On the weekend of the Platinum Jubilee, millions across the country were seeking some sort of celebration and/or escape. I, like many others, was no different, however, for me my escape of choice was not a bunting-lined street party but Nottingham’s very own Meadowlands Festival.
Spirits were high as punters poured into Camden’s Roundhouse for Miles Kane’s headline show.
First came a 30 minute set from newcomer Brooke Combe, her powerful vocals soaring through a cover of ‘Why’d You Only Call Me When Your High’ much to the audience’s delight. Brooke’s voice captivated the crowd, as she sang to them, “Do I impress you?”. The answer is yes, very much so, and we can’t wait to see more from this artist.
Sunnies are needed as the sunshine begins to pierce through the clouds as the Live At Leeds team debuts their brand new Temple Newsam Park Festival. Advertised as a multi-genre festival with a diverse and abundant body of artists set to perform. Some of those on the bill include Easy Life, The Vaccines, Sports Team, Sea Girls, Holly Humberstone, Arlo Parks and Finn Askew.
After days of cloudy weather, the music industry was met with blue skies and sunshine as they descended to the seaside town of Brighton for The Great Escape 2022.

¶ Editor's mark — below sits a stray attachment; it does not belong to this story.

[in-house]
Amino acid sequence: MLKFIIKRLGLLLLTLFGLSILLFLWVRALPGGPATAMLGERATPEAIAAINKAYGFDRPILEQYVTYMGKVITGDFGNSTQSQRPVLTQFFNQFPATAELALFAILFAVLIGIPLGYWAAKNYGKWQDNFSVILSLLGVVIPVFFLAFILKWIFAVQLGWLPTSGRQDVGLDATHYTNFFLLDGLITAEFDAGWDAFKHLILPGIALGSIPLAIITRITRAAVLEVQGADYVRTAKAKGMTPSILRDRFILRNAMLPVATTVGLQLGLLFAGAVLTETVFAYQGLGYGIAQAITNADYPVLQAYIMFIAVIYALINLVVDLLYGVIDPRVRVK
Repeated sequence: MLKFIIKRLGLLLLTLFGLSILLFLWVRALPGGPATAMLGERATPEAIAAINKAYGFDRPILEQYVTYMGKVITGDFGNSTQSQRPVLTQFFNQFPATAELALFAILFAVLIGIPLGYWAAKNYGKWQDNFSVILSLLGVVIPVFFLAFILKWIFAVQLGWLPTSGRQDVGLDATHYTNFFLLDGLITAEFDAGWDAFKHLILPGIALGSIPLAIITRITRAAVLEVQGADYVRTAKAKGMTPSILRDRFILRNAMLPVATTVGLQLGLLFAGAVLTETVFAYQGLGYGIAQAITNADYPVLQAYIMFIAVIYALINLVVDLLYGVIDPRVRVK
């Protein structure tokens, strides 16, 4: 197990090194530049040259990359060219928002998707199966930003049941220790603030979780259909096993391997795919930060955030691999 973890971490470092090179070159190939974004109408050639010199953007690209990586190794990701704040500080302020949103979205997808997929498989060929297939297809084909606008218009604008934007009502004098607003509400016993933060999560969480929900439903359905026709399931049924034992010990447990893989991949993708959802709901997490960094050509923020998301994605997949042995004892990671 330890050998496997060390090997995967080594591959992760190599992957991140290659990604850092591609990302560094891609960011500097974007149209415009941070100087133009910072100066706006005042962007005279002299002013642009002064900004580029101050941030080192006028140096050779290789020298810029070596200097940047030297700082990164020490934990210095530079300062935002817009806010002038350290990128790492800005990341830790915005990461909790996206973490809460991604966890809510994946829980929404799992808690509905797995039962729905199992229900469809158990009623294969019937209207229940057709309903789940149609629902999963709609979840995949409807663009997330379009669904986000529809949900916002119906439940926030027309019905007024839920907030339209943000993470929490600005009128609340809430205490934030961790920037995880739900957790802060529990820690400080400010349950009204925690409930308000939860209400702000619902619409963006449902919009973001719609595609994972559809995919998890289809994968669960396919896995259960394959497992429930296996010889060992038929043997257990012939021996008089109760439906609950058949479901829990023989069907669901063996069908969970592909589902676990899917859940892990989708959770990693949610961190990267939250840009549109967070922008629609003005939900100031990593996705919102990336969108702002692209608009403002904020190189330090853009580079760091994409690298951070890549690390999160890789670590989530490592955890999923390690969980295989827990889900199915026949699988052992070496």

Taking place across the city’s countless music venues, The Great Escape consists of new artists from all around the globe and is the perfect place to see the next big thing play before anyone else.
Alt-rock trio Dinosaur Pile-Up proved their continual popularity at their London headline show, which due to Covid-19, finally took place two years after it was originally scheduled, with herds of free-spirited fans from start to finish thriving on the enticing zest of the set.
As the sunset on an unusually warm Sunday evening, the maskless masses took to their seats at the London O2 Arena. We filtered through the isles of metal chairs on concrete flooring, welcomed by soundscapes of birdsong and soft glowing amber lighting. Having arrived uncharacteristically early I sat and listened. The birdsong subtly moved from America to Britain, across to south Europe. Amplified through giant monitors to fill the space, the size of the venue was striking. Ever the optimist, I’d describe it as half full.
On the last night of their two-week stripped back UK tour to promote their new album ‘Give me the future’, Dan and Charlie Barnes, from Bastille, shuffled onto a minimal stage in what I can only describe as ‘their comfies’, hoodie and cap.
Fred Again is to a millennial anxiety-fueled generation, a composer and visual performer that touches them in a way far deeper than his peers in the most humbling of ways.